This chapter opens with the private photographs of a French colonial officer named Emile-Louis Abbat. An amateur, he kept a visual record of his campaigns near Ouagadougou, on the eve of the infamous Voulet-Chanoine scandal (1899). This case study underlines how the popularisation of photography shaped the visuality of colonial campaigns in late nineteenth-century Africa and Asia. From one expedition to another, soldiers, military attachés, and opportunistic local studios developed new ways to envision conflicts. Part of this new material then contaminated professional and journalistic photography, establishing new genres and perspectives on war, repression, and the use of organised violence. The chapter also emphasises that these evolutions were not linear. Several disruptive photographs had a lasting influence. As a consequence, military authorities and colonial governments eventually identified conflict photography as a crucial communication challenge. A discussion of censorship and regulations emerged at the turn of the twentieth century, precisely when colonial visual discursivities consolidated in the wake of major conflicts such as the Sudan Campaign in 1898, the second Boer War (1899–1902), or the international intervention against the so-called ‘Boxers’ in China (1899–1901). By the 1910s, a new visual repertoire of mass armed violence was in place. The work of a first generation of photojournalists, the emergence of a structured use of atrocity photographs by humanitarian movements, the intensifying discussions on the rationale of violent colonial expansion, all contributed to a reshaping of the visual economy of organised violence before 1914.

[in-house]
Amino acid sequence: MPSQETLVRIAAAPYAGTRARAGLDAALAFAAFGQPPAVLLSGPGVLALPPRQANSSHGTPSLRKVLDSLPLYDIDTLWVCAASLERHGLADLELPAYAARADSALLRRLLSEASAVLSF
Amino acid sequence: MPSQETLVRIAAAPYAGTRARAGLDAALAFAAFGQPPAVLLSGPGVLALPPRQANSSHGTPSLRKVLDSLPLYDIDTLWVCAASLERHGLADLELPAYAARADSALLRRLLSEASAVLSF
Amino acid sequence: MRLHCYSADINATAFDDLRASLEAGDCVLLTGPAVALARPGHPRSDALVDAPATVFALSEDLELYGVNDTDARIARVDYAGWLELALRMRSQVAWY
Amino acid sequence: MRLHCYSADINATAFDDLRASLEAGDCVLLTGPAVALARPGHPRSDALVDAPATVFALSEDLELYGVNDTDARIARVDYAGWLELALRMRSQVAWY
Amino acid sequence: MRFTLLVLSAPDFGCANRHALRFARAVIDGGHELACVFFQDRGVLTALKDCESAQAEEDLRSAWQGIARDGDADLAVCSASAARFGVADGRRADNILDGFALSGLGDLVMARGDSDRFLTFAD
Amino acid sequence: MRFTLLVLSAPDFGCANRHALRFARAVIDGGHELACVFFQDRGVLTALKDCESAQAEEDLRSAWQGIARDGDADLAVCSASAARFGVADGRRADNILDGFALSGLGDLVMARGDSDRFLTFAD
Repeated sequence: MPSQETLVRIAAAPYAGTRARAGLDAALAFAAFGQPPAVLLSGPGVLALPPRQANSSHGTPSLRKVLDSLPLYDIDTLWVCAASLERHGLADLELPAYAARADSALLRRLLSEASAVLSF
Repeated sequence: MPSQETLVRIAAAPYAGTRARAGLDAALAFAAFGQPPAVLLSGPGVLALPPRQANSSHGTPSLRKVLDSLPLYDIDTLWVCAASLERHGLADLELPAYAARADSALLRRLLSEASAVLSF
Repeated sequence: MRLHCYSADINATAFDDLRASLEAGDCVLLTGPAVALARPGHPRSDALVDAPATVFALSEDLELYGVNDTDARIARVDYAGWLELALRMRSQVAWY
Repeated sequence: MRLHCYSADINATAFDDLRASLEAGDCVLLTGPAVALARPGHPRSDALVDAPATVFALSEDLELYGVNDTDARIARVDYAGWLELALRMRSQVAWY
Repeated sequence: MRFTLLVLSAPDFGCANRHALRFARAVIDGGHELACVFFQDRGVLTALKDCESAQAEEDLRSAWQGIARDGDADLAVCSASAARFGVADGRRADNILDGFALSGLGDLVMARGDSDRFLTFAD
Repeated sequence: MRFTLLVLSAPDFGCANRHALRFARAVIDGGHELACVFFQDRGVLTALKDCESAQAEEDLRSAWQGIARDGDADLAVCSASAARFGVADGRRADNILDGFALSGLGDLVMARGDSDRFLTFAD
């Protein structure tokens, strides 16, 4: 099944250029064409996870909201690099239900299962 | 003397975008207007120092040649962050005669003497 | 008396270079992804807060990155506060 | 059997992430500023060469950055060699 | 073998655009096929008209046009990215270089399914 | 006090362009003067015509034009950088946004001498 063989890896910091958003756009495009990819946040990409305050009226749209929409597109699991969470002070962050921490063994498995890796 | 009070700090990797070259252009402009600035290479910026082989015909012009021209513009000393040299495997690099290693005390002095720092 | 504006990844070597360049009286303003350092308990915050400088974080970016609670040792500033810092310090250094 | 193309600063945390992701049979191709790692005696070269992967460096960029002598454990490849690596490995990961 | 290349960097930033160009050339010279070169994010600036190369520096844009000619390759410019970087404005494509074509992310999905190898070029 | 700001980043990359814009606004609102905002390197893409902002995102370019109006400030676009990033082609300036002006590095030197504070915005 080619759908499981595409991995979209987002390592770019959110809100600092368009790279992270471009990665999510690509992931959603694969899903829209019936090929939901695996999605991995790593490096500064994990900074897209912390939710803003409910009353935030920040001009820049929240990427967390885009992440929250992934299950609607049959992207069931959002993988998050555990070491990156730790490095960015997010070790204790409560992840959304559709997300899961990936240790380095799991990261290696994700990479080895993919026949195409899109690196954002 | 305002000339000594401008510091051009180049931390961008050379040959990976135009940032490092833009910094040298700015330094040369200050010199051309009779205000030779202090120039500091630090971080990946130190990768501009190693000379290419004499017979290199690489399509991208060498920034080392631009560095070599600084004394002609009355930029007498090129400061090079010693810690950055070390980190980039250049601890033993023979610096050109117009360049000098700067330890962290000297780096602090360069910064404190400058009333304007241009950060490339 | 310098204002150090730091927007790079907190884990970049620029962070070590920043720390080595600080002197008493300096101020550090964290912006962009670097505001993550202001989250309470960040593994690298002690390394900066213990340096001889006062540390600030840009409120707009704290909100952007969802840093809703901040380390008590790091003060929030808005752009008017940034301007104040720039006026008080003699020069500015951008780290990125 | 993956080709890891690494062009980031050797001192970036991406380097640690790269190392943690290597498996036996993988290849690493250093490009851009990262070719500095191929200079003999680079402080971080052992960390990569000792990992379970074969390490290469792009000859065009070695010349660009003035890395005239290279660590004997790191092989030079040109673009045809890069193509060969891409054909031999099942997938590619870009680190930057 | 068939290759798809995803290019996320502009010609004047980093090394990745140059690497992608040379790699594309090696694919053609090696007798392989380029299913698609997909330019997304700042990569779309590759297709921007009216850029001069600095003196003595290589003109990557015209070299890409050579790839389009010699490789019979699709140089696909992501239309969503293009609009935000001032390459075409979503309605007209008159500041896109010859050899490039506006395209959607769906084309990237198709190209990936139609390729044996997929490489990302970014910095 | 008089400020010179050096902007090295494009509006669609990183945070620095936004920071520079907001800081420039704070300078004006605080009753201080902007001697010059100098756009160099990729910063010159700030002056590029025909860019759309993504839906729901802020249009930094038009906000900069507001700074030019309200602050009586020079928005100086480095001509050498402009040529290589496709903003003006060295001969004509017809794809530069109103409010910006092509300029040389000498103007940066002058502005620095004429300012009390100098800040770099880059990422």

in The violence of colonial photography

By expanding the geographical scope of the history of violence and war, this volume challenges both Western and state-centric narratives of the decline of violence and its relationship to modernity. It highlights instead similarities across early modernity in terms of representations, legitimations, applications of, and motivations for violence. It seeks to integrate methodologies of the study of violence into the history of war, thereby extending the historical significance of both fields of research. Thirteen case studies outline the myriad ways in which large-scale violence was understood and used by states and non-state actors throughout the early modern period across Africa, Asia, the Americas, the Atlantic, and Europe, demonstrating that it was far more complex than would be suggested by simple narratives of conquest and resistance. Moreover, key features of imperial violence apply equally to large-scale violence within societies. As the authors argue, violence was a continuum, ranging from small-scale, local actions to full-blown war. The latter was privileged legally and increasingly associated with states during early modernity, but its legitimacy was frequently contested and many of its violent forms, such as raiding and destruction of buildings and crops, could be found in activities not officially classed as war.